A leading professor of emergency medicine at Cork University Hospital (CUH) has warned that overcrowding at the hospital's Emergency Department may never be resolved, writes Rob McNamara.
Professor Stephen Cusack, who is a consultant in emergency medicine at CUH, delivered his assessment after patients waiting to be treated at the Emergency Department were sent home due to overcrowding while others had to wait up to 10 hours for treatment in recent days.
He said the problem was ongoing for 25 years and he doesn't believe it will ever be solved unless taxes are increased to pay for a health system which is severely lacking in resources.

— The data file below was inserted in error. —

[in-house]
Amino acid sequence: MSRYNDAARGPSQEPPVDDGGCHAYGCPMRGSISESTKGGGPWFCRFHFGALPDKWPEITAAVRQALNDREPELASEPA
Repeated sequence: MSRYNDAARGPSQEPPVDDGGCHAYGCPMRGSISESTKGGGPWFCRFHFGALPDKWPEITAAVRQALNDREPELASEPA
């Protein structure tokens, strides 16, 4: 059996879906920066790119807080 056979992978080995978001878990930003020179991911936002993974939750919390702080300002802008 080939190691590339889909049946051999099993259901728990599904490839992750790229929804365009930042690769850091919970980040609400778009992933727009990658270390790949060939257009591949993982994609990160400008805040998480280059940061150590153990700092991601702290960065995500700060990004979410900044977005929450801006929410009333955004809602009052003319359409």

CUH has consistently topped the table in recent weeks for the number of patients left waiting on trolleys in hospitals across Ireland.
“It's not a problem that is going to go away. It's only going to go away if there is a lot of money spent and a lot of extra capacity brought into the system and that's probably not going to happen,” said Professor Cusack.
“It's not the Government that has to stump up the cash, it's the taxpayer and it's not either popular or possible in many respects to increase the tax take to pay for what's required, it seems.
Professor Cusack added: “Everything that people are trying to do, I support them in their efforts. We know that we are about 80 beds short and we know that we have an increasing population and an increasing number of elderly patients that have increasing requirements.”
A spokesperson for the South West Hospital Group, which is charged with the running of CUH, said last week that the hospital regretted delays and was “actively monitoring” overcrowding.
When asked what measures were being taken to deal with the overcrowding they ‘were too busy to respond’.
This article first appeared in the Evening Echo